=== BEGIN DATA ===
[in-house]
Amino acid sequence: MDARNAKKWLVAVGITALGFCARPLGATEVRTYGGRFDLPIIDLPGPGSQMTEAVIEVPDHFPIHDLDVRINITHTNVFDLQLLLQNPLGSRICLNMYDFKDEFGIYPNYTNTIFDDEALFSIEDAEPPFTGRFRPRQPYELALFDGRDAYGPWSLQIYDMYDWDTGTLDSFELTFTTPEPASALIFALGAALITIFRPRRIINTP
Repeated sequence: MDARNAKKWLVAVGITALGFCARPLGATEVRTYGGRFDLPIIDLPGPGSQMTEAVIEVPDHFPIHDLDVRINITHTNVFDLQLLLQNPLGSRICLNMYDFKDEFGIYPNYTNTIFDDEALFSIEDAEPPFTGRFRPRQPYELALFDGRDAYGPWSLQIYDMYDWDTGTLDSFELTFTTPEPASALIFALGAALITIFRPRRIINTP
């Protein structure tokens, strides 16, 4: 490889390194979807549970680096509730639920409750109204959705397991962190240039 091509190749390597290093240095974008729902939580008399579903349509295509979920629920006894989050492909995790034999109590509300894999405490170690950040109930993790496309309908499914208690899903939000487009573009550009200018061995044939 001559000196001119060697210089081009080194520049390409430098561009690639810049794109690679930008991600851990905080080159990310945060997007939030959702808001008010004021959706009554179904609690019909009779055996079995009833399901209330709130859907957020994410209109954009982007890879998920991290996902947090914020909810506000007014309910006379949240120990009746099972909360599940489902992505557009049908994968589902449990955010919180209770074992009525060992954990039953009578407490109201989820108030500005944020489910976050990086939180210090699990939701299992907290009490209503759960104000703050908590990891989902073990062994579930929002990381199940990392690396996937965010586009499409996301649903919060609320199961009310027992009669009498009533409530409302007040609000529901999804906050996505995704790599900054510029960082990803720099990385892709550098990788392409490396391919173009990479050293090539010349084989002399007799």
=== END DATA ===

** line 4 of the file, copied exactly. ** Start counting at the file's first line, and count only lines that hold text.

């Protein structure tokens, strides 16, 4: 490889390194979807549970680096509730639920409750109204959705397991962190240039 091509190749390597290093240095974008729902939580008399579903349509295509979920629920006894989050492909995790034999109590509300894999405490170690950040109930993790496309309908499914208690899903939000487009573009550009200018061995044939 001559000196001119060697210089081009080194520049390409430098561009690639810049794109690679930008991600851990905080080159990310945060997007939030959702808001008010004021959706009554179904609690019909009779055996079995009833399901209330709130859907957020994410209109954009982007890879998920991290996902947090914020909810506000007014309910006379949240120990009746099972909360599940489902992505557009049908994968589902449990955010919180209770074992009525060992954990039953009578407490109201989820108030500005944020489910976050990086939180210090699990939701299992907290009490209503759960104000703050908590990891989902073990062994579930929002990381199940990392690396996937965010586009499409996301649903919060609320199961009310027992009669009498009533409530409302007040609000529901999804906050996505995704790599900054510029960082990803720099990385892709550098990788392409490396391919173009990479050293090539010349084989002399007799």